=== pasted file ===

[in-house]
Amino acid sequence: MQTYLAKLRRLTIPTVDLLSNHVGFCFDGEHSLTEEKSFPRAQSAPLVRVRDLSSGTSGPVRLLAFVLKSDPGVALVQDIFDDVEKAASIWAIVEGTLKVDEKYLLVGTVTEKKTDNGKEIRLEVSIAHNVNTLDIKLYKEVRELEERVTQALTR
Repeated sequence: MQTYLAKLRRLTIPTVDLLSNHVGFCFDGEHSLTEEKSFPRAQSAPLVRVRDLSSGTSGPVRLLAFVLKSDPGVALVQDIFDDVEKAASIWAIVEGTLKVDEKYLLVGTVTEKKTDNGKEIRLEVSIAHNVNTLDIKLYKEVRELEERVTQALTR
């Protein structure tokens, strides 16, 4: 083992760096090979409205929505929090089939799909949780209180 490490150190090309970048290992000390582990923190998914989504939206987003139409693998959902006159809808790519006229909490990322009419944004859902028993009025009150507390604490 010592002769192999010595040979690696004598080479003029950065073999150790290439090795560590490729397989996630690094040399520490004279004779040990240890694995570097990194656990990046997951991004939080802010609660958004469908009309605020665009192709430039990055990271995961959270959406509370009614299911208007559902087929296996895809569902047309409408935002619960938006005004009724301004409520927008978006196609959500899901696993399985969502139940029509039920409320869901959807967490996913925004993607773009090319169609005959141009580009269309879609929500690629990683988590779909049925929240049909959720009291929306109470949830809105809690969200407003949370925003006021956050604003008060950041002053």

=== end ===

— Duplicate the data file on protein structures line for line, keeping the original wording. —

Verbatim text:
[in-house]
Amino acid sequence: MQTYLAKLRRLTIPTVDLLSNHVGFCFDGEHSLTEEKSFPRAQSAPLVRVRDLSSGTSGPVRLLAFVLKSDPGVALVQDIFDDVEKAASIWAIVEGTLKVDEKYLLVGTVTEKKTDNGKEIRLEVSIAHNVNTLDIKLYKEVRELEERVTQALTR
Repeated sequence: MQTYLAKLRRLTIPTVDLLSNHVGFCFDGEHSLTEEKSFPRAQSAPLVRVRDLSSGTSGPVRLLAFVLKSDPGVALVQDIFDDVEKAASIWAIVEGTLKVDEKYLLVGTVTEKKTDNGKEIRLEVSIAHNVNTLDIKLYKEVRELEERVTQALTR
């Protein structure tokens, strides 16, 4: 083992760096090979409205929505929090089939799909949780209180 490490150190090309970048290992000390582990923190998914989504939206987003139409693998959902006159809808790519006229909490990322009419944004859902028993009025009150507390604490 010592002769192999010595040979690696004598080479003029950065073999150790290439090795560590490729397989996630690094040399520490004279004779040990240890694995570097990194656990990046997951991004939080802010609660958004469908009309605020665009192709430039990055990271995961959270959406509370009614299911208007559902087929296996895809569902047309409408935002619960938006005004009724301004409520927008978006196609959500899901696993399985969502139940029509039920409320869901959807967490996913925004993607773009090319169609005959141009580009269309879609929500690629990683988590779909049925929240049909959720009291929306109470949830809105809690969200407003949370925003006021956050604003008060950041002053």